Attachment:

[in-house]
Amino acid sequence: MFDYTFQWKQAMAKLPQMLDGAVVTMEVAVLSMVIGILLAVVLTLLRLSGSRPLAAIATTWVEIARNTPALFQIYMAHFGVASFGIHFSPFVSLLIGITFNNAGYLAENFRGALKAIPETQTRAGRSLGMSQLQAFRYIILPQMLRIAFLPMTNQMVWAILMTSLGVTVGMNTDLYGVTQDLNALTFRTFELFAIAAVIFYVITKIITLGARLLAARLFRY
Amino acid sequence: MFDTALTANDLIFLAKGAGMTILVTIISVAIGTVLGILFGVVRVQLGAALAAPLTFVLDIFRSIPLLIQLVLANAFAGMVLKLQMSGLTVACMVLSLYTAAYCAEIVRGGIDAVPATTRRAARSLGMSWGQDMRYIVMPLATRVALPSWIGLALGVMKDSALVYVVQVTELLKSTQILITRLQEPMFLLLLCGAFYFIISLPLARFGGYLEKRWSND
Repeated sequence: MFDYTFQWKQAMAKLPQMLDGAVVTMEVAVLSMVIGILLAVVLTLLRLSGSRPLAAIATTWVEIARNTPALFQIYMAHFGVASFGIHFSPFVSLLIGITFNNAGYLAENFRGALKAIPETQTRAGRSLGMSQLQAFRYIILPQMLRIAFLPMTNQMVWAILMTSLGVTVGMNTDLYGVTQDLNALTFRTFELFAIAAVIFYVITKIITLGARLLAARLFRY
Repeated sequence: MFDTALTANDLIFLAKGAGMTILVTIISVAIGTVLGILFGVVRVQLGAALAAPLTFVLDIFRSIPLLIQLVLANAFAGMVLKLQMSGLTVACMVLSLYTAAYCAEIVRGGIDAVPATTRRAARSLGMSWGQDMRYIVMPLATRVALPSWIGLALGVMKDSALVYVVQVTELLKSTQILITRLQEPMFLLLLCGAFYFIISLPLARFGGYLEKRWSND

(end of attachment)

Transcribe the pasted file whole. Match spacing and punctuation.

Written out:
[in-house]
Amino acid sequence: MFDYTFQWKQAMAKLPQMLDGAVVTMEVAVLSMVIGILLAVVLTLLRLSGSRPLAAIATTWVEIARNTPALFQIYMAHFGVASFGIHFSPFVSLLIGITFNNAGYLAENFRGALKAIPETQTRAGRSLGMSQLQAFRYIILPQMLRIAFLPMTNQMVWAILMTSLGVTVGMNTDLYGVTQDLNALTFRTFELFAIAAVIFYVITKIITLGARLLAARLFRY
Amino acid sequence: MFDTALTANDLIFLAKGAGMTILVTIISVAIGTVLGILFGVVRVQLGAALAAPLTFVLDIFRSIPLLIQLVLANAFAGMVLKLQMSGLTVACMVLSLYTAAYCAEIVRGGIDAVPATTRRAARSLGMSWGQDMRYIVMPLATRVALPSWIGLALGVMKDSALVYVVQVTELLKSTQILITRLQEPMFLLLLCGAFYFIISLPLARFGGYLEKRWSND
Repeated sequence: MFDYTFQWKQAMAKLPQMLDGAVVTMEVAVLSMVIGILLAVVLTLLRLSGSRPLAAIATTWVEIARNTPALFQIYMAHFGVASFGIHFSPFVSLLIGITFNNAGYLAENFRGALKAIPETQTRAGRSLGMSQLQAFRYIILPQMLRIAFLPMTNQMVWAILMTSLGVTVGMNTDLYGVTQDLNALTFRTFELFAIAAVIFYVITKIITLGARLLAARLFRY
Repeated sequence: MFDTALTANDLIFLAKGAGMTILVTIISVAIGTVLGILFGVVRVQLGAALAAPLTFVLDIFRSIPLLIQLVLANAFAGMVLKLQMSGLTVACMVLSLYTAAYCAEIVRGGIDAVPATTRRAARSLGMSWGQDMRYIVMPLATRVALPSWIGLALGVMKDSALVYVVQVTELLKSTQILITRLQEPMFLLLLCGAFYFIISLPLARFGGYLEKRWSND